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How the NBA envisions its future with live virtual reality broadcasts

The NBA is enjoying its progress with virtual reality broadcasts so far.

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NEW YORK — After New York Knicks coach Jeff Hornacek met with the media on Wednesday at Madison Square Garden, NBA Digital and NextVR distributed headsets in the press conference room to showcase the upcoming virtual reality broadcast.

To viewers, Hornacek appeared an arm’s reach away. The VR broadcast appeared from the vantage point of a person seated at the scorer’s table at midcourt and showed Hornacek yapping at an official after a second-quarter foul.

It didn’t take much for most folks who tried on the Samsung Gear VR headsets to be wowed. One man noted how he could even see the referee run right by the courtside camera. All that was missing was the breeze when that actually happens.

Remarked one reporter as he watched the Knicks play against the Portland Trail Blazers through the headset, “This is the future, huh?” That is very much what the NBA hopes.

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“I think eventually every game is made available in some form of VR,” Jeff Marsilio, the NBA’s vice president of global media distribution, said as he added that he thought that was a few years away from happening.

The Knicks game marked the fifth NBA League Pass game that NBA Digital and NextVR have broadcast as part of the first regular schedule of VR games from a sports league. The broadcasts are only getting better, according to Marsilio.

“If I look at the first games, there were moments that were a little disorienting,” he said.

But now, the director and producers in the NextVR truck outside the arena are improving the camera angles selected for the viewers to see. There were seven cameras at the Knicks-Trail Blazers game, and generally as the game was being played, viewers could see the game from a stanchion’s view on either end of the court plus that prime midcourt location where a referee might stop by for a drink of water or Damian Lillard might get ready to check in.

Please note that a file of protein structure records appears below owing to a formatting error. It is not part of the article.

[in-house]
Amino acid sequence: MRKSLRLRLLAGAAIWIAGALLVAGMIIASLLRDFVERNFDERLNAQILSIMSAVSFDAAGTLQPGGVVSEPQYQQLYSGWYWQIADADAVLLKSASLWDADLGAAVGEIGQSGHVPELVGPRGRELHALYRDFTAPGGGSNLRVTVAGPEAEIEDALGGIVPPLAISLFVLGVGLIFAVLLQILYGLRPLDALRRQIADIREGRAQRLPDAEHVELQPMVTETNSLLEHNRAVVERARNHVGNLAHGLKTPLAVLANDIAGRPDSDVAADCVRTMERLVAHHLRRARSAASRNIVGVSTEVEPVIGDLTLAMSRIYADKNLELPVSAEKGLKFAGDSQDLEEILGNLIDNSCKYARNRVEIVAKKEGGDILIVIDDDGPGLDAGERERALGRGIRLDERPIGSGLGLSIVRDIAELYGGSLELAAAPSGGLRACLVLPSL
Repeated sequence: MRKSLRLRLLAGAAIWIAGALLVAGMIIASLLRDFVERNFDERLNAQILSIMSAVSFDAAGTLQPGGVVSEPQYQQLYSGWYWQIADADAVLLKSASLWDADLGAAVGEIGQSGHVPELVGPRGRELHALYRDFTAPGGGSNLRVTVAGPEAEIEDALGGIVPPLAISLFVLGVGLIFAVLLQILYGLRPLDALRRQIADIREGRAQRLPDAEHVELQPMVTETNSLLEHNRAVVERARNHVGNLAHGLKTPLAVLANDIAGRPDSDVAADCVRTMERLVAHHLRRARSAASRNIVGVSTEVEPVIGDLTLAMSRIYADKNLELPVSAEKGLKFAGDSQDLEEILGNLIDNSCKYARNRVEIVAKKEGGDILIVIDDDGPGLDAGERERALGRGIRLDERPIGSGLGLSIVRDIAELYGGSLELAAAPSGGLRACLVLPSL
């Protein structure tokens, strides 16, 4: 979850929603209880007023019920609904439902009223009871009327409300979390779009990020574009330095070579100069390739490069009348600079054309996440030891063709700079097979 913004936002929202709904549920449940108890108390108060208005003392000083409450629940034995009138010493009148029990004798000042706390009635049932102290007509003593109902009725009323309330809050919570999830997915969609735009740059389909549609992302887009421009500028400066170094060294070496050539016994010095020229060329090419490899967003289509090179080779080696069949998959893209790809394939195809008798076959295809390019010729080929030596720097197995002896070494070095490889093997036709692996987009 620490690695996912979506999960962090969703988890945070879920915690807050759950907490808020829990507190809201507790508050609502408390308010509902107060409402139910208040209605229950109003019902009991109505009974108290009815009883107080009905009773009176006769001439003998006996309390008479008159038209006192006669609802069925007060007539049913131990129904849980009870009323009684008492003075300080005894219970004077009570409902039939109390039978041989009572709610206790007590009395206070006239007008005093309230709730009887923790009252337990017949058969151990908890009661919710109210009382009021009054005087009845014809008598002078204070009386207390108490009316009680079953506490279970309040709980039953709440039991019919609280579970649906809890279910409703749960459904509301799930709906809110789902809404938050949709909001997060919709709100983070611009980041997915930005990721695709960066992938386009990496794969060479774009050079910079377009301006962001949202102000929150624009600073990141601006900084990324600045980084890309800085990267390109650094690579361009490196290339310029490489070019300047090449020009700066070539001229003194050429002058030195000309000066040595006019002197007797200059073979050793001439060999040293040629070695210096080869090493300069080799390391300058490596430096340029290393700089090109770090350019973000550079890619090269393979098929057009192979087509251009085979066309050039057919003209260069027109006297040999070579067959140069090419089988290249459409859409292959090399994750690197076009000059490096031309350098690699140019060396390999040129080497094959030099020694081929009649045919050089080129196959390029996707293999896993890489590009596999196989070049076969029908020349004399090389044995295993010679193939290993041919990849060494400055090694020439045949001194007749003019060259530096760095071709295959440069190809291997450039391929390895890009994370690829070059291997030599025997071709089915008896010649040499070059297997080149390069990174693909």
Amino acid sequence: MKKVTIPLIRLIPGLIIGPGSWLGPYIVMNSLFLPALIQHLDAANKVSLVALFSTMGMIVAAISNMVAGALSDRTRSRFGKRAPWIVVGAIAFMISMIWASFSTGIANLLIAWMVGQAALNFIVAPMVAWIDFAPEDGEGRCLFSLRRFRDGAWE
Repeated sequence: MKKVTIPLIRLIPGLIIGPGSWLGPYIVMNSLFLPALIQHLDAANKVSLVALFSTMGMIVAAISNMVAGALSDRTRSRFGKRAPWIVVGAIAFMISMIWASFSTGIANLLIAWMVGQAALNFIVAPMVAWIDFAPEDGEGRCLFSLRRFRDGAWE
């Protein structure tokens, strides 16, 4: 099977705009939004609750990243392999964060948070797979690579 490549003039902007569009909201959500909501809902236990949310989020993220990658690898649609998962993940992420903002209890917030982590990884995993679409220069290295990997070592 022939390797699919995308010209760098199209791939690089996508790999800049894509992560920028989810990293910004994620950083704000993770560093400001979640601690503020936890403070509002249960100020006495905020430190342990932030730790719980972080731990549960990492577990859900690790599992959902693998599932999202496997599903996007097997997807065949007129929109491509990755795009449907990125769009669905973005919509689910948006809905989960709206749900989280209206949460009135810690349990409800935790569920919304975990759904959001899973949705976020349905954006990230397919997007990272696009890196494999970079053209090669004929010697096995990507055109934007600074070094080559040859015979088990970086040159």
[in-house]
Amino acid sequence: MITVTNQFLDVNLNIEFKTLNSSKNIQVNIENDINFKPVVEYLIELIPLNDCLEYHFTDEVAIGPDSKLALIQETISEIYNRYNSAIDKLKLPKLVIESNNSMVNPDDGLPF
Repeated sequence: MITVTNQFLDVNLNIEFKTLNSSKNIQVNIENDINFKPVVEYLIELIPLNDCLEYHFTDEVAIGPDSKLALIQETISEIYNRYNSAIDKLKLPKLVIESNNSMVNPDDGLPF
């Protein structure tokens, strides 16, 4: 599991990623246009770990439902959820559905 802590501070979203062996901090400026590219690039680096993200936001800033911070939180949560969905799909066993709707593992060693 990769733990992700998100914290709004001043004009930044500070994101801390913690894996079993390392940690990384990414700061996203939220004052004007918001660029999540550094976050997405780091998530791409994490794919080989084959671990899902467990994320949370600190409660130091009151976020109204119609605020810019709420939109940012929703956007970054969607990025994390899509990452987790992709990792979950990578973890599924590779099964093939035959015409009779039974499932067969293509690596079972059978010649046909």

The directorial choices are getting better with identifying the right moments to switch camera angles. For instance, when Carmelo Anthony hoisted up a prayer as the first-quarter buzzer sounded, the camera angle was switched with the ball mid-flight to the behind-the-basket angle.

During breaks in the action, dedicated announcers were able to offer insightful commentary. They turned to replays—or V-Plays—which NextVR spent months making that feature happen. While the traditional television broadcast went to commercials, NextVR’s Julianne Viani was giving on-camera sideline updates. Former NBA player Antoine Walker was assigned to the game to provide commentary. There is pre-game audio that can be played during breaks in the action. Viewers can also see VR-like graphics along with real-time stats.

Marsilio left the door open to add more games than the 25 scheduled for live VR broadcasts this season, but emphasized that efforts would be focused on the current slate of games. The NBA would not release viewership numbers. But the league is already liking the progress it sees.